|Amorphophallus konjac, Voodoo Lily Bloom|
Amorphophallus konjac aka Voodoo Lily aka Shiritaki aka Konnyaku aka Stinky FlowerToday has been an interesting day as far as research goes. If you haven't noticed, I have an affinity for the unusual and an empirical interest in edible flowers, and I found a doosey!
EatTheWeeds reports the plant to be of low food value. But the low food value is precisely what has made the konjac corm so popular.
The Voodoo Lily has a huge corm from which a solitary flower slowly grows. The flower can grow to be about 4' tall and according to many posts have an awful, rotting meat smell when in bloom. However, it takes about 4 or 5 years for the corm to develop large enough to support the odiferous blossom.
It's Cormy, But True
|Amorphophallus konjac, Voodoo Lily Corm|
The Voodoo Lily will send up a flower when the corm is about the size of a large grapefruit. Before that, it will grow what looks like a sparse tree with a leopard printed trunk and stems.
Interestingly, when the corm has started growing the stem from the center, it is ready to be replanted for the next growing season. And, it prefers boggy type soil... See where this is going?
After each growing season, the flower dies back and the 'tree' dies back. It is then time to remove the corm from the growing medium and store it like any other potato. This is a great segue to using the corm for food.
In the United States, we typically see the plain white highly gelatinous high fiber low calorie Shiritaki noodles. For the
|Shiritaki Noodles, Konnyaku blocks|
Having tried the Shiritaki Noodles before and not feeling so impressed, I wanted to try the ita block and see if a different shape would suit me more.
A Chip Off The Old Block
Following the preponderance of instructions, the block was rinsed in cold water, scored on one side and half sliced the other half diced and thrown in boiling water for a good blanching. After blanching, the slices and dices were tossed around in an un-oiled pan for 'dry stir frying' (rather than dry roasting) until the outside was dull and the sides were a slightly sunken.
|Pork Konnyaku Green Bean Stir Fry|
For testing purposes, a small amount of the diced Konnyaku was stir fried in olive oil, garlic, garlic chili and soy sauce for as long as it took for the Konnyaku to become stained and sizzling with color. I tried it, and have to say that the texture was pretty much like sauteed mushroom. I liked it. It tasted good as well.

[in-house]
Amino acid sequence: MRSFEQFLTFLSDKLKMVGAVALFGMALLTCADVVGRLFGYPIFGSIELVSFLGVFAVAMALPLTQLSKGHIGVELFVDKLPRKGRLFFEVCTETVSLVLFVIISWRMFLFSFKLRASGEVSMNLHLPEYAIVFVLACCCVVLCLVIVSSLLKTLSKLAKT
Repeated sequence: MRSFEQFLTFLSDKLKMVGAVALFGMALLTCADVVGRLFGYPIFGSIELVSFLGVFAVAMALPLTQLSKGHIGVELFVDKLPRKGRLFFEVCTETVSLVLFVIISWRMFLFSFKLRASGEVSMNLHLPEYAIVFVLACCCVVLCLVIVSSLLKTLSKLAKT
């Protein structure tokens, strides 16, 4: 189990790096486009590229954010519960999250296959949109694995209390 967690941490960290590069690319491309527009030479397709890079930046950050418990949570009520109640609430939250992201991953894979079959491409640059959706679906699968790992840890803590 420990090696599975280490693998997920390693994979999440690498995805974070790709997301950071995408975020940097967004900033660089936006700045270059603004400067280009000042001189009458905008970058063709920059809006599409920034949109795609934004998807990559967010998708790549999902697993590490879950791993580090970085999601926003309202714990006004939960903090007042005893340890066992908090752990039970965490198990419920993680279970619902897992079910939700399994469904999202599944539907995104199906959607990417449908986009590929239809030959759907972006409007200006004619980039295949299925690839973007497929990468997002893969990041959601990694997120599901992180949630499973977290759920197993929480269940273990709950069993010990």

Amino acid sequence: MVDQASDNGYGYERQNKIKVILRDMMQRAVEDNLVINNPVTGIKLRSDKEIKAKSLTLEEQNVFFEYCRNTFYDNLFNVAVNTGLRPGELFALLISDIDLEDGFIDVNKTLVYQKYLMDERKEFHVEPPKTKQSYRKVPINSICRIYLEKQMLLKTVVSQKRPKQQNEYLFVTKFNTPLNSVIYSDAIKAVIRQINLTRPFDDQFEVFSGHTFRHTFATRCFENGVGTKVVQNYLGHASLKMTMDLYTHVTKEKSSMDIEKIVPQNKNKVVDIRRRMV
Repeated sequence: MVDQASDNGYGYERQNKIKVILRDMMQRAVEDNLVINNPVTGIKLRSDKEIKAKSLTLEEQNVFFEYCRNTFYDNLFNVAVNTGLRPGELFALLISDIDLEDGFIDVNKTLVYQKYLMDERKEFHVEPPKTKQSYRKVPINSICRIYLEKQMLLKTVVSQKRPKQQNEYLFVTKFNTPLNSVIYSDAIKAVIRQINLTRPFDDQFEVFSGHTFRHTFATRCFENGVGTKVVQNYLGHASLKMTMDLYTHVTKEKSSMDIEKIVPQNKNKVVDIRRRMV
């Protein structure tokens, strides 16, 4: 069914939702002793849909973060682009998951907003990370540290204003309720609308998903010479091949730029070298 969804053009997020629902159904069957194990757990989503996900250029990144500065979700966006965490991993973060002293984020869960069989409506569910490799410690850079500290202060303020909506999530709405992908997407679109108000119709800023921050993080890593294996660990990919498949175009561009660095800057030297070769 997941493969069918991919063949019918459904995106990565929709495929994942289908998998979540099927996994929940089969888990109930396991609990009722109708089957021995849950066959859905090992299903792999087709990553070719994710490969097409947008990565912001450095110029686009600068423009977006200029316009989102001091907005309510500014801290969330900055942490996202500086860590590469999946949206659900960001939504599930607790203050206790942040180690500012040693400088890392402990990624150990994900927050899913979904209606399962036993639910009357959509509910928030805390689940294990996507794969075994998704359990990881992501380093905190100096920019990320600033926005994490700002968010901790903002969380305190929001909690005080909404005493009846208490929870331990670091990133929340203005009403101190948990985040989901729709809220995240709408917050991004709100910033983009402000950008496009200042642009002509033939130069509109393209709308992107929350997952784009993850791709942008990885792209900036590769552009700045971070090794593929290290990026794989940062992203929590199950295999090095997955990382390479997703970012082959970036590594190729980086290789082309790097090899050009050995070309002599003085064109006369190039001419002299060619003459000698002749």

Totally willing to try this out with some soup stock and veggies on a regular basis like the pork and green bean stir fry. I may even try the Shiritaki noodles again, only stir fried.
Having satisfactorily passed the texture issue, I may try making some Konnyaku myself if I can put up with a stinky flower.
|Amorphophallus konjac, Voodoo Lily Corms Harvested|
The corms can get quite large, even pumpkin size from the looks of it. The corms are reported to be quite healthful and is the source of Glucomannan that is getting pushed in the health market all over the place.
It is very interesting to see where some things come from. If more people knew, would they still consume it? Not that there is an ethical problem in harvesting the konjac corm that I'm aware of. The blocks and noodles are so far removed from the source, I wonder if people would be interested in this amazing, magical food if the source was more apparent. I rarely saw anything linking this all together in any other posts.
How To Make Konnyaku From Amorphophallus konjac Corms
To fake maguro, tomato coloring is added. The ideas just kind of branch out and beg for testing.
For a desert style sashimi, splenda or a more authentic sweetener could be added to agar agar instead of Konjac powder or paste.